Monique Keiran: What would Emily Carr think of abuse in residential schools and protests against loggers?

What would Emily Carr think?

The Canadian icon whose First Nations coastal art paintings and Pacific forest landscapes placed Victoria on the world art map was born in Victoria 150 years ago. In recent years, the two subjects she most sought after as a painter have become major social, political and economic issues in British Columbia.

If she were alive today – and yes, it would be impossible even with recent medical advancements – what would Carr think of last year’s findings at former residential schools? What would she think of the fight to save British Columbia’s last old growth forests?

We know Carr rejected many aspects of his upbringing. As the second youngest child born to English parents committed to British traditions and customs in a city considered more English than England itself, she grew up in a culture of the British Empire, rights and superiority largely undisputed. Her family was conservative, conformist, religious, and God-fearing.

In 1890, a few years after her parents died, young Emily persuaded her guardians to allow her to spend part of her inheritance on travel, tuition, and board to attend an art school in San Francisco. It was his first step in a lifelong rebellion against the expectations of family, community, class and education.

She continued to choose her own path. She refused to go up in the Amazon like an English first. She decided to stay single to focus on her career – a very unusual decision for a young woman in the early years of the 20th century.

She traveled to France in 1910 for the express purpose of studying “what was this ‘new art’ about,” she writes in her autobiography. Growing pains (1946). “Something moved me, but I couldn’t understand what it was at first. I saw immediately that this made recent conservative painting tasteless, small, unconvincing. “

Fascinated by First Nations cultures and their art, and reveling in the rugged landscapes of British Columbia, she traveled along the coast to the interior, staying in remote villages and getting to know their people as she traveled. ‘she painted them, their buildings and their art, as well as the ancient forests.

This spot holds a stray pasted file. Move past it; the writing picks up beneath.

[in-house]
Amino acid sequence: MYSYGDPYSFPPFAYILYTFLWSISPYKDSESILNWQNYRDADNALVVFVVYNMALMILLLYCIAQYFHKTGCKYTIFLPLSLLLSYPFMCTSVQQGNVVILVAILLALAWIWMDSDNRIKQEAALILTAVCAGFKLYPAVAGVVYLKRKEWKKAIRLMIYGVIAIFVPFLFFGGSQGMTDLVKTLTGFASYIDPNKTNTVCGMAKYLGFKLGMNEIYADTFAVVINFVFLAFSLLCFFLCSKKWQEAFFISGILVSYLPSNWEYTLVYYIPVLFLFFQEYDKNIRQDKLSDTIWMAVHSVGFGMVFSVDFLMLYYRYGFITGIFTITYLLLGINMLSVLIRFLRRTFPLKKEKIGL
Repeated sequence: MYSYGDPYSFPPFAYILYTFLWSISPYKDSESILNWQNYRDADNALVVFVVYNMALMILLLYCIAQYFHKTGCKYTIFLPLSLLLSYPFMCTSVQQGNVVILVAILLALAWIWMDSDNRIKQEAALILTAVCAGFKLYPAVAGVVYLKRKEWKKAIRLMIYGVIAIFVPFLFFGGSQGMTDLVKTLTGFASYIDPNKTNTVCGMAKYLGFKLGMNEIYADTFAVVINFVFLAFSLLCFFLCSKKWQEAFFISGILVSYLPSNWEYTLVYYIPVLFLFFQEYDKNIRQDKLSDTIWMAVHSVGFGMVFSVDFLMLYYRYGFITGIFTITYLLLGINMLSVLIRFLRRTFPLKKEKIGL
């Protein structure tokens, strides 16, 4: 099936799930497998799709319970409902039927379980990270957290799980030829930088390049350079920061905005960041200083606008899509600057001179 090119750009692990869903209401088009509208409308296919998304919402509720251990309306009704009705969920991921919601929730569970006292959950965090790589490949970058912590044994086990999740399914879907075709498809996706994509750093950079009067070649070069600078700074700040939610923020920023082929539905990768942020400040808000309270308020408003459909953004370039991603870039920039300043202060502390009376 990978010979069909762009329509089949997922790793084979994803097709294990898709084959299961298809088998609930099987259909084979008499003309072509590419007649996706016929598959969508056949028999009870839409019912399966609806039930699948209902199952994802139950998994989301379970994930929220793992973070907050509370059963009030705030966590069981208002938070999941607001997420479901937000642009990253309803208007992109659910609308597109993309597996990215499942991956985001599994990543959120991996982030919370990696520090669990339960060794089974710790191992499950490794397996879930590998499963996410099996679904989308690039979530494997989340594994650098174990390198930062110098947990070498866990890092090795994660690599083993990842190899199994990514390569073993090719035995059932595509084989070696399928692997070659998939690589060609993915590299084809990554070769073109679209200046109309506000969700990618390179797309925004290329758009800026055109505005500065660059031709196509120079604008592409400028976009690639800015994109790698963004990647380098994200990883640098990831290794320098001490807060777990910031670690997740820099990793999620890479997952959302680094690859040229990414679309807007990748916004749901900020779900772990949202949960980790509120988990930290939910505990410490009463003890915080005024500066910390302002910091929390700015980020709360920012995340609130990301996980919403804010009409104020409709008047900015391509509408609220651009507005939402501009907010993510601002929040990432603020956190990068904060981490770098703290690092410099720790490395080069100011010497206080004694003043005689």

She spent many summers living in cabins, under canvases and – her favorite – in a trailer that she outfitted and would park in Goldstream, Metchosin, the Highlands and other places in the region, where she painted, with her dogs, a monkey, parrot and domestic rat within easy reach.

All of these choices, adventures, inspirations and aspirations place Carr outside the mainstream society and thought of the early 20th century in Victoria. She was eccentric. She was a maverick.

Either she was ahead of her time or she lived in the wrong place to be truly appreciated for her independence, opinions and talent. Her efforts, for example, to introduce the public in British Columbia to modern art went largely unrecognized, and she sold few paintings to locals.

From a modern perspective, she befriended many First Nations people she met on her painting expeditions. She opposed residential schools and the break-up of Native families to eradicate their traditions. In the manuscript of his first book, Klee wyck (published in 1941), it openly criticized the attitudes of missionaries towards Indigenous peoples. (Her editor and friend Ira Dilworth, principal of Victoria High School, cut these passages before publication.)

It’s not to idolize Carr. Her appreciation for First Nations cultures and art is perhaps the reason she set out to document the longhouses and totem poles of the villages she visited. But driving Carr was also an underlying colonial belief, common at the time, that these cultures were disappearing. No one can escape their education entirely.

Stories shared with the Truth and Reconciliation Commission and last year’s residential school findings justify Carr’s century-old views of the damage caused by missionaries and residential schools.

If she were alive today, I suspect Carr would be horrified on a deeper and more personal level than most of us today. Stories of abuse and neglect concern children from families she has known on her painting expeditions. She may even have known the children.

Plus, she might well sympathize with the protesters in Fairy Creek. She may even have joined the blockades.

Carr turned away from Aboriginal art painting to capture the wilderness, color and movement of the West Coast forests only late in her career. Even then, she recognized that these, like the First Nations communities, were under threat.

Among his later works are Despised as wood, beloved by heaven; Tips; Trees in the sky; and Sun and tumult, which document the transformation of the forests of the Victoria region into cut blocks and stump fields.

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